AURIZON believes it can build a rail line through the Galilee Basin to access new coal reserves a billion dollars more cheaply than Adani can.
Yet Adani said it will not withdraw its application to borrow money from taxpayers to build its rail line from its proposed Carmichael coal mine to the Abbot Point port.
Rail company Aurizon applied to the $5b Northern Australia Infrastructure Facility this week, to build a rail line into the Galilee Basin.
Adani launched a similar application months ago.
It was a move an Aurizon spokesperson said it had discussed with Adani, GVK Hancock and other potential participants in the Galilee Basin.
Yet an Adani spokesperson said discussions with Aurizon had "solely related to access arrangements for Aurizon's corridor, which only covers a portion of our planned line."
"We note that Aurizon has endorsed our mine-rail-project," he said.
"While it's true that we have been holding discussions with Aurizon for a number of years, there is no arrangement or deal that would see us alter or withdraw our NAIF application."
But Aurizon indicated they would deliver a line that would be about $1b cheaper.
This is because it would look to upgrade an existing rail corridor and connect that with the new line, rather than starting from scratch entirely.
Their spokesperson said this would also reduce the impact on local communities, land acquisitions and have less impact on the natural environment and agricultural land.
It also highlighted that, unlike Adani, it was an Australian-owned company.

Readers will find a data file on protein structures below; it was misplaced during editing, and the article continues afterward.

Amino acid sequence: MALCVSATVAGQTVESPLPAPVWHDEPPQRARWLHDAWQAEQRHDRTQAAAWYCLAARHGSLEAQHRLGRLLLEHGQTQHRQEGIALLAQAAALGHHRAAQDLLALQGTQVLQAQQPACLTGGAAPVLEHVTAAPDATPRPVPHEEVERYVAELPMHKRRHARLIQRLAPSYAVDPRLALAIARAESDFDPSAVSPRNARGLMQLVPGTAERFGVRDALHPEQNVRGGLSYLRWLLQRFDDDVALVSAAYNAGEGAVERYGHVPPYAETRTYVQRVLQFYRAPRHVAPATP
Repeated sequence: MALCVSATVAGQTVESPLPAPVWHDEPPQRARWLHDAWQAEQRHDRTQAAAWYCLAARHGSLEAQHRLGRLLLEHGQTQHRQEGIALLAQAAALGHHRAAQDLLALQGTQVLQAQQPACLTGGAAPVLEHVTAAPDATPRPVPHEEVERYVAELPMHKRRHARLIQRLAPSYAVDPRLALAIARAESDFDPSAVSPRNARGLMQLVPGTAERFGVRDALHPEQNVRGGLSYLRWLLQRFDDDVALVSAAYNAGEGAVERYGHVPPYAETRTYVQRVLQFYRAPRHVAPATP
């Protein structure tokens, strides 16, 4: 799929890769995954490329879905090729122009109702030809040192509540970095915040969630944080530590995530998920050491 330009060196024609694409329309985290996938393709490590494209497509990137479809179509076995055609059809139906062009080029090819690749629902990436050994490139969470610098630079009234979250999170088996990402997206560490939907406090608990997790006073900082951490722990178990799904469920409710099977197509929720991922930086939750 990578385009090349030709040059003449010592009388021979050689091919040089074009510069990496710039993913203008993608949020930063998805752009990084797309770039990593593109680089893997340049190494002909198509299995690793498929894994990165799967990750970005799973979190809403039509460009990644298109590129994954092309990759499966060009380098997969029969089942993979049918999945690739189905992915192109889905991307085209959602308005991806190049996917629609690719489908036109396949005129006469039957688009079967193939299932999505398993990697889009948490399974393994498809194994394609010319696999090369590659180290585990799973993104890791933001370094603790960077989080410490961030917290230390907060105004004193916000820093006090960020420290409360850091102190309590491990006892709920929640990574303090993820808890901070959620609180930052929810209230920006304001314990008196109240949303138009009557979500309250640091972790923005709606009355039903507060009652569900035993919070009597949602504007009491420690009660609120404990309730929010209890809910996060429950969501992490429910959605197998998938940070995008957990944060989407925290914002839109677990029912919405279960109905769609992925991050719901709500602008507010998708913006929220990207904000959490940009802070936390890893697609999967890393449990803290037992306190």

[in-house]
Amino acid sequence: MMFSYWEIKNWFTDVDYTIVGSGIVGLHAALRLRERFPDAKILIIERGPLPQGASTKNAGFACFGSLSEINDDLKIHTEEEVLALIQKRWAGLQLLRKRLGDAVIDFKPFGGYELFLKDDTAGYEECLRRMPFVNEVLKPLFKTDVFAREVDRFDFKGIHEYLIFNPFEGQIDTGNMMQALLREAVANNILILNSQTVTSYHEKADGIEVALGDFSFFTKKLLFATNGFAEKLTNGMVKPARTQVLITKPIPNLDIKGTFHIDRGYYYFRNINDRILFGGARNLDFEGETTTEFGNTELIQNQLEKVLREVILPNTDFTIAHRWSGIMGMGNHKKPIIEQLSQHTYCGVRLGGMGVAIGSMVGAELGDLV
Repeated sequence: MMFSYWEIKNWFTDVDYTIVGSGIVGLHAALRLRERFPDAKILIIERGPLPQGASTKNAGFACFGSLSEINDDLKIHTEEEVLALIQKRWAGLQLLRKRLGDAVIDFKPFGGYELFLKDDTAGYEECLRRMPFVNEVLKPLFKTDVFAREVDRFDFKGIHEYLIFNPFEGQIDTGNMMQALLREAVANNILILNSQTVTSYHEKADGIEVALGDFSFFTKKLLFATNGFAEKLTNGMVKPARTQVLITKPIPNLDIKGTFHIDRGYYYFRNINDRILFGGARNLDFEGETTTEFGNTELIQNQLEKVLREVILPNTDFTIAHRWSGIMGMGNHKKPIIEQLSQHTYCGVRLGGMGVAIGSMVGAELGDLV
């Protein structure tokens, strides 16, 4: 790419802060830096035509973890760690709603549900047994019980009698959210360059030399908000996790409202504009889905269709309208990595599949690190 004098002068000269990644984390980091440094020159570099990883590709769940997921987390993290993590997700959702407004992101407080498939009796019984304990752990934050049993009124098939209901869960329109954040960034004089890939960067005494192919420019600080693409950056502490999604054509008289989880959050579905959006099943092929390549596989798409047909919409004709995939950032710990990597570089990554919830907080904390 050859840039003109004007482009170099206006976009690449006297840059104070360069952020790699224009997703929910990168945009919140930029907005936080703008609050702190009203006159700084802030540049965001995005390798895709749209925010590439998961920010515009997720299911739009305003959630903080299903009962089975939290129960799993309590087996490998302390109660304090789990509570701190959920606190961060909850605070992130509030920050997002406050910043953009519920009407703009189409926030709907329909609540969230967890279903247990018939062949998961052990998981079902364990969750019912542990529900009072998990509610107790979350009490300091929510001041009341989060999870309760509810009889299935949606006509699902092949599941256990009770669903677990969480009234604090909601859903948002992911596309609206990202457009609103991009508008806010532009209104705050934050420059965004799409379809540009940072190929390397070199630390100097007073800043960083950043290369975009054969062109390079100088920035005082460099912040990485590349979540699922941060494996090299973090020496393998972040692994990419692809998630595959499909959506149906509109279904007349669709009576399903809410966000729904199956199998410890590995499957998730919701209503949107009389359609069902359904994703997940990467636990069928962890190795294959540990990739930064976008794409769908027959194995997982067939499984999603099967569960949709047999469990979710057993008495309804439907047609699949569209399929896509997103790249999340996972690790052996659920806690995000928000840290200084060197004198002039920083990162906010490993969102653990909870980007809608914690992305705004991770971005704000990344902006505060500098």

"Aurizon has continued to support the development of the Galilee but the company wants to ensure it is done on the most prudent basis by minimising cost and time to construct, and that government is provided the opportunity to consider all alternative options in relation to NAIF funding," the spokesperson said.
"Aurizon is a locally based company with demonstrated capability in heavy haulage rail operations and infrastructure development in Queensland. We can provide a common-user infrastructure solution that is cheaper, faster to market, and open to all players."
However, long-term take or pay contracts for the full capacity and at "appropriate rates of return" would be required before Aurizon committed to invest in the rail line.
It's likely to fall to Minister for Northern Australia Matthew Canavan, who is in charge of the NAIF, to decide which company it will lend the money to.
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